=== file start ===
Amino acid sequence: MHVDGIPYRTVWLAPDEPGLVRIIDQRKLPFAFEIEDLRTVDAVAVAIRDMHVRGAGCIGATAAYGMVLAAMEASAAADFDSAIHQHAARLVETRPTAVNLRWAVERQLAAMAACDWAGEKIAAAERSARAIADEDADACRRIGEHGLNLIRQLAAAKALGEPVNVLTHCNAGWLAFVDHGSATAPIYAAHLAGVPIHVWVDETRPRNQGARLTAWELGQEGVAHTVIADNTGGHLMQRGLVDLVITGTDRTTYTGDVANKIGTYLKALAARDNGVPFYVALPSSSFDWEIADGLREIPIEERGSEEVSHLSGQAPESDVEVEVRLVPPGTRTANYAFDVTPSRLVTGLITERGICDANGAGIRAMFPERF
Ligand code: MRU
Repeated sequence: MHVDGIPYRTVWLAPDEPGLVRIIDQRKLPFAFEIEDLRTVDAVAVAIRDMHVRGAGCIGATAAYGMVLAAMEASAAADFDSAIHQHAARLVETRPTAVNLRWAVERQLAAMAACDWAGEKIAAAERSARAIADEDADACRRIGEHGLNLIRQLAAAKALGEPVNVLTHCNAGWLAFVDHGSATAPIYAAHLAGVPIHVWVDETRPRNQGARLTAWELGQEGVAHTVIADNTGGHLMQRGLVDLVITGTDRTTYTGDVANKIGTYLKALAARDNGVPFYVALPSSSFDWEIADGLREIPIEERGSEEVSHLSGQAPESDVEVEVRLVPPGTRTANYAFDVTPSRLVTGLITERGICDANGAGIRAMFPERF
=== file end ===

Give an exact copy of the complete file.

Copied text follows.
Amino acid sequence: MHVDGIPYRTVWLAPDEPGLVRIIDQRKLPFAFEIEDLRTVDAVAVAIRDMHVRGAGCIGATAAYGMVLAAMEASAAADFDSAIHQHAARLVETRPTAVNLRWAVERQLAAMAACDWAGEKIAAAERSARAIADEDADACRRIGEHGLNLIRQLAAAKALGEPVNVLTHCNAGWLAFVDHGSATAPIYAAHLAGVPIHVWVDETRPRNQGARLTAWELGQEGVAHTVIADNTGGHLMQRGLVDLVITGTDRTTYTGDVANKIGTYLKALAARDNGVPFYVALPSSSFDWEIADGLREIPIEERGSEEVSHLSGQAPESDVEVEVRLVPPGTRTANYAFDVTPSRLVTGLITERGICDANGAGIRAMFPERF
Ligand code: MRU
Repeated sequence: MHVDGIPYRTVWLAPDEPGLVRIIDQRKLPFAFEIEDLRTVDAVAVAIRDMHVRGAGCIGATAAYGMVLAAMEASAAADFDSAIHQHAARLVETRPTAVNLRWAVERQLAAMAACDWAGEKIAAAERSARAIADEDADACRRIGEHGLNLIRQLAAAKALGEPVNVLTHCNAGWLAFVDHGSATAPIYAAHLAGVPIHVWVDETRPRNQGARLTAWELGQEGVAHTVIADNTGGHLMQRGLVDLVITGTDRTTYTGDVANKIGTYLKALAARDNGVPFYVALPSSSFDWEIADGLREIPIEERGSEEVSHLSGQAPESDVEVEVRLVPPGTRTANYAFDVTPSRLVTGLITERGICDANGAGIRAMFPERF